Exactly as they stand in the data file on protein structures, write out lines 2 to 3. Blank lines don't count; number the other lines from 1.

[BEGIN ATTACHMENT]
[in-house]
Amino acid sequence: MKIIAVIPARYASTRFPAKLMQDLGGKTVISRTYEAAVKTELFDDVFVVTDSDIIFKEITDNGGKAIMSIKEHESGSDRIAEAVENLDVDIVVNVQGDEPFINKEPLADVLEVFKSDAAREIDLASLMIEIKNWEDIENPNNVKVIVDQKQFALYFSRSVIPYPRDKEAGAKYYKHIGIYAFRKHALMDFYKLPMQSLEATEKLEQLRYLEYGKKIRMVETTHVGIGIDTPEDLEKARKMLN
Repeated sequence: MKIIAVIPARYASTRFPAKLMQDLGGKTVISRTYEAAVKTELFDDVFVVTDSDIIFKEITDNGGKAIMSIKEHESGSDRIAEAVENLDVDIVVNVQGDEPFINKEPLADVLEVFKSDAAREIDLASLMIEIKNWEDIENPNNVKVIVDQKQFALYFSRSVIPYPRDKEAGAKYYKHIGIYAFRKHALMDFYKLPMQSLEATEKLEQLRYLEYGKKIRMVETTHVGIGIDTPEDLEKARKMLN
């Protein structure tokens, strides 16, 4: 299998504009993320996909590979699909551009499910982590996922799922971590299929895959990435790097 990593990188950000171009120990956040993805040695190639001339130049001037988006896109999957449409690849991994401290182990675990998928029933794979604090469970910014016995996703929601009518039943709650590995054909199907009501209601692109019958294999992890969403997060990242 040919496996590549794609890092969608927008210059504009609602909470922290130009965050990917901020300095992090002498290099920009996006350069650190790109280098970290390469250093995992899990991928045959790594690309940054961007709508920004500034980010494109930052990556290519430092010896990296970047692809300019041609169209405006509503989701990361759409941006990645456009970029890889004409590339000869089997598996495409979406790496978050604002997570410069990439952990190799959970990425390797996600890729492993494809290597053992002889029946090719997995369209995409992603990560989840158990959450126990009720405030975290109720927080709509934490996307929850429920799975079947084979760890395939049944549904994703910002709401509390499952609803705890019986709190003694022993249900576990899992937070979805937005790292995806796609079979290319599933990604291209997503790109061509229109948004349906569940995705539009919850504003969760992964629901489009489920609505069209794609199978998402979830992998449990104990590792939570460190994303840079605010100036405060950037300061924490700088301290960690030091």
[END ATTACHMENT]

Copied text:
Amino acid sequence: MKIIAVIPARYASTRFPAKLMQDLGGKTVISRTYEAAVKTELFDDVFVVTDSDIIFKEITDNGGKAIMSIKEHESGSDRIAEAVENLDVDIVVNVQGDEPFINKEPLADVLEVFKSDAAREIDLASLMIEIKNWEDIENPNNVKVIVDQKQFALYFSRSVIPYPRDKEAGAKYYKHIGIYAFRKHALMDFYKLPMQSLEATEKLEQLRYLEYGKKIRMVETTHVGIGIDTPEDLEKARKMLN
Repeated sequence: MKIIAVIPARYASTRFPAKLMQDLGGKTVISRTYEAAVKTELFDDVFVVTDSDIIFKEITDNGGKAIMSIKEHESGSDRIAEAVENLDVDIVVNVQGDEPFINKEPLADVLEVFKSDAAREIDLASLMIEIKNWEDIENPNNVKVIVDQKQFALYFSRSVIPYPRDKEAGAKYYKHIGIYAFRKHALMDFYKLPMQSLEATEKLEQLRYLEYGKKIRMVETTHVGIGIDTPEDLEKARKMLN